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Mental Health | Dietary Supplements May Improve Schizophrenia Symptoms

Dietary Supplements May Improve Schizophrenia Symptoms

October 18, 2007—A new study suggests that people with schizophrenia may reduce unpleasant symptoms related to their disease and their medication by supplementing with omega-3 fatty acids and vitamins E and C.

Schizophrenia, a serious psychiatric disorder that may cause hallucinations, psychoses, and delusional thinking, is commonly treated with the drug haloperidol. Although effective in disease treatment, haloperidol may cause a side effect known as akathisia—an uncomfortable feeling of inner restlessness.

People with schizophrenia may have low levels of fatty acids and an increase in oxidative stress, possibly because of the disease and as a medication side effect. Previous studies have shown that either omega-3 fatty acids or antioxidants may improve schizophrenia symptoms, but no study has evaluated the effects of using both in combination.

The authors of the new study, published in Progress in Neuro-Psychopharmacology & Biological Psychiatry, enrolled 17 people with schizophrenia and had them each take 1,000 mg of omega-3 fatty acids twice a day, 400 IU of vitamin E twice a day, and 1,000 mg of vitamin C once a day. At the end of the four-month study, all participants reported improvement in psychiatric symptoms. In ten people who reported akathisia at the beginning of the study, only one reported continued akathisia at the end. The authors acknowledged the study’s limitations, including a lack of a control or placebo group, a limited number of participants, and no documentation of participants’ dietary habits.

“Owing to its design, our study is unfortunately far from providing any evidence on the effect of supplementation on the pathophysiology of schizophrenia, and we believe that this aspect deserves further investigation,” the authors stated in their conclusion. They recommend a randomized controlled trial to further assess the role of supplements in treating schizophrenia and reducing the adverse effects of medication.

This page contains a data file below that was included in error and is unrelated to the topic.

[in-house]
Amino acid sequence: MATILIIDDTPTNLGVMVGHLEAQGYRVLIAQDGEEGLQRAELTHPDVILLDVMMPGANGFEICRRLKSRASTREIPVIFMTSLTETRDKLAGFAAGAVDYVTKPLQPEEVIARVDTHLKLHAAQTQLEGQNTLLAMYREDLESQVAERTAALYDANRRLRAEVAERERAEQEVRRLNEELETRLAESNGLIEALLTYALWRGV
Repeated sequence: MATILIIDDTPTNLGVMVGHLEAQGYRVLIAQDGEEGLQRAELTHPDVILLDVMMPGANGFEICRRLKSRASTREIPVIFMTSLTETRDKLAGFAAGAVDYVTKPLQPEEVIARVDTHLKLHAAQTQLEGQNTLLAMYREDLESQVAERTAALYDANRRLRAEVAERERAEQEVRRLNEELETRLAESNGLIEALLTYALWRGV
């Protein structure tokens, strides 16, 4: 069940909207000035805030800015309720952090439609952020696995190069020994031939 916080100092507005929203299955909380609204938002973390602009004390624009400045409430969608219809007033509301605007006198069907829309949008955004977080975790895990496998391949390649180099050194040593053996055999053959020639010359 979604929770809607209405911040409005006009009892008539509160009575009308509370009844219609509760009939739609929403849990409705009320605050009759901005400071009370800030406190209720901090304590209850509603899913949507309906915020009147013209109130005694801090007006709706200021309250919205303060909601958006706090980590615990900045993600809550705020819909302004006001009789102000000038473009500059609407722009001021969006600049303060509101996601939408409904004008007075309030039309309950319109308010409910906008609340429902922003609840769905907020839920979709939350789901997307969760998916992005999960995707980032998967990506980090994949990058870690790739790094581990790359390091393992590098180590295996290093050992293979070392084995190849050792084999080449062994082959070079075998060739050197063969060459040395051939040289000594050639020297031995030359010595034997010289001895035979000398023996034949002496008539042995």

(Prog Neuro-Psychopharmacol Biol Psychiatry 2007, doi:10.1016/j.pnpbp.2007.07.004)

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Jane Hart, MD, board-certified in internal medicine, serves in a variety of professional roles including consultant, journalist, and educator. Dr. Hart, a Clinical Instructor at Case Medical School in Cleveland, Ohio, writes extensively about health and wellness and a variety of other topics for nationally recognized organizations, Web sites, and print publications. Sought out for her expertise in the areas of integrative and preventive medicine, she is frequently quoted by national and local media. Dr. Hart is a professional lecturer for healthcare professionals, consumers, and youth and is a regular corporate speaker.

Copyright © 2007 Healthnotes, Inc. All rights reserved. Republication or redistribution of the Healthnotes® content is expressly prohibited without the prior written consent of Healthnotes, Inc. Healthnotes Newswire is for educational or informational purposes only, and is not intended to diagnose or provide treatment for any condition. If you have any concerns about your own health, you should always consult with a healthcare professional. Healthnotes, Inc. shall not be liable for any errors or delays in the content, or for any actions taken in reliance thereon. HEALTHNOTES and the Healthnotes logo are registered trademarks of Healthnotes, Inc.

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